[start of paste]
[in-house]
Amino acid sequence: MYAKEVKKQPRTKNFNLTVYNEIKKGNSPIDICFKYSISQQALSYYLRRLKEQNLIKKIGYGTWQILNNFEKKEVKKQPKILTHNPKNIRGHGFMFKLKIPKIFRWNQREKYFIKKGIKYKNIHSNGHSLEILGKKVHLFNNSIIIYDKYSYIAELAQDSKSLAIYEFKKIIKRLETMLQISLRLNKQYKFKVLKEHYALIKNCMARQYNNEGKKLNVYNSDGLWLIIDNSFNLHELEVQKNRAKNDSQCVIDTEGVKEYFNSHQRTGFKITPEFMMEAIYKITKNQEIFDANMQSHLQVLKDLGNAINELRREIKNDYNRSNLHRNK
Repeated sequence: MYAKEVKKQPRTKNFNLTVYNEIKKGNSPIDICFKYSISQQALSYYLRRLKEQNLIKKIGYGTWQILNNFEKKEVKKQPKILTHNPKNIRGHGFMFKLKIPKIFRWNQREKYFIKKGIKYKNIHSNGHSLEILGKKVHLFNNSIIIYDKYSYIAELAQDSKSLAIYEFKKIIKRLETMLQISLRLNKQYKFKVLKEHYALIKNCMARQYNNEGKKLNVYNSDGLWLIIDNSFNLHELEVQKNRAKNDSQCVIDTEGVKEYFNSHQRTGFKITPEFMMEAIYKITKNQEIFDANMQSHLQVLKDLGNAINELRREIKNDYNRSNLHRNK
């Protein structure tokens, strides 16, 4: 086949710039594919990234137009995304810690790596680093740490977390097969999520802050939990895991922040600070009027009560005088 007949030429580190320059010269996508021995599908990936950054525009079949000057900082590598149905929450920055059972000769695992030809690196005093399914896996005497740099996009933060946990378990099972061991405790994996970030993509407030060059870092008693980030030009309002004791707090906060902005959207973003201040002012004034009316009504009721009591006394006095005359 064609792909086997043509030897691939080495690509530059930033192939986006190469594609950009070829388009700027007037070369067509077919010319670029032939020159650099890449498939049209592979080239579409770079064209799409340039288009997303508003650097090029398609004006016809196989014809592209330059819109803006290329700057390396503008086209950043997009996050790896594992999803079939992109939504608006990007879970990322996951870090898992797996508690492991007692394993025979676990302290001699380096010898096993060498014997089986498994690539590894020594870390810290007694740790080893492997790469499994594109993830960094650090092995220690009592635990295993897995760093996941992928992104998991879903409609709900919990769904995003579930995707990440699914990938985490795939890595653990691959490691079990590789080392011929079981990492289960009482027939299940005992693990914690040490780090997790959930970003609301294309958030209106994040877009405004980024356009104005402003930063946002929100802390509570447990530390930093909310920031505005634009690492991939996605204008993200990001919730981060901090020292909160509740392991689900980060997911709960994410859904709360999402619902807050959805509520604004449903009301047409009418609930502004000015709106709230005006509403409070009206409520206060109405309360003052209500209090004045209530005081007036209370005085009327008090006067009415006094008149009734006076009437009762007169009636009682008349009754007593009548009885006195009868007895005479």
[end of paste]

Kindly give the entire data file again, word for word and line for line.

[in-house]
Amino acid sequence: MYAKEVKKQPRTKNFNLTVYNEIKKGNSPIDICFKYSISQQALSYYLRRLKEQNLIKKIGYGTWQILNNFEKKEVKKQPKILTHNPKNIRGHGFMFKLKIPKIFRWNQREKYFIKKGIKYKNIHSNGHSLEILGKKVHLFNNSIIIYDKYSYIAELAQDSKSLAIYEFKKIIKRLETMLQISLRLNKQYKFKVLKEHYALIKNCMARQYNNEGKKLNVYNSDGLWLIIDNSFNLHELEVQKNRAKNDSQCVIDTEGVKEYFNSHQRTGFKITPEFMMEAIYKITKNQEIFDANMQSHLQVLKDLGNAINELRREIKNDYNRSNLHRNK
Repeated sequence: MYAKEVKKQPRTKNFNLTVYNEIKKGNSPIDICFKYSISQQALSYYLRRLKEQNLIKKIGYGTWQILNNFEKKEVKKQPKILTHNPKNIRGHGFMFKLKIPKIFRWNQREKYFIKKGIKYKNIHSNGHSLEILGKKVHLFNNSIIIYDKYSYIAELAQDSKSLAIYEFKKIIKRLETMLQISLRLNKQYKFKVLKEHYALIKNCMARQYNNEGKKLNVYNSDGLWLIIDNSFNLHELEVQKNRAKNDSQCVIDTEGVKEYFNSHQRTGFKITPEFMMEAIYKITKNQEIFDANMQSHLQVLKDLGNAINELRREIKNDYNRSNLHRNK
């Protein structure tokens, strides 16, 4: 086949710039594919990234137009995304810690790596680093740490977390097969999520802050939990895991922040600070009027009560005088 007949030429580190320059010269996508021995599908990936950054525009079949000057900082590598149905929450920055059972000769695992030809690196005093399914896996005497740099996009933060946990378990099972061991405790994996970030993509407030060059870092008693980030030009309002004791707090906060902005959207973003201040002012004034009316009504009721009591006394006095005359 064609792909086997043509030897691939080495690509530059930033192939986006190469594609950009070829388009700027007037070369067509077919010319670029032939020159650099890449498939049209592979080239579409770079064209799409340039288009997303508003650097090029398609004006016809196989014809592209330059819109803006290329700057390396503008086209950043997009996050790896594992999803079939992109939504608006990007879970990322996951870090898992797996508690492991007692394993025979676990302290001699380096010898096993060498014997089986498994690539590894020594870390810290007694740790080893492997790469499994594109993830960094650090092995220690009592635990295993897995760093996941992928992104998991879903409609709900919990769904995003579930995707990440699914990938985490795939890595653990691959490691079990590789080392011929079981990492289960009482027939299940005992693990914690040490780090997790959930970003609301294309958030209106994040877009405004980024356009104005402003930063946002929100802390509570447990530390930093909310920031505005634009690492991939996605204008993200990001919730981060901090020292909160509740392991689900980060997911709960994410859904709360999402619902807050959805509520604004449903009301047409009418609930502004000015709106709230005006509403409070009206409520206060109405309360003052209500209090004045209530005081007036209370005085009327008090006067009415006094008149009734006076009437009762007169009636009682008349009754007593009548009885006195009868007895005479």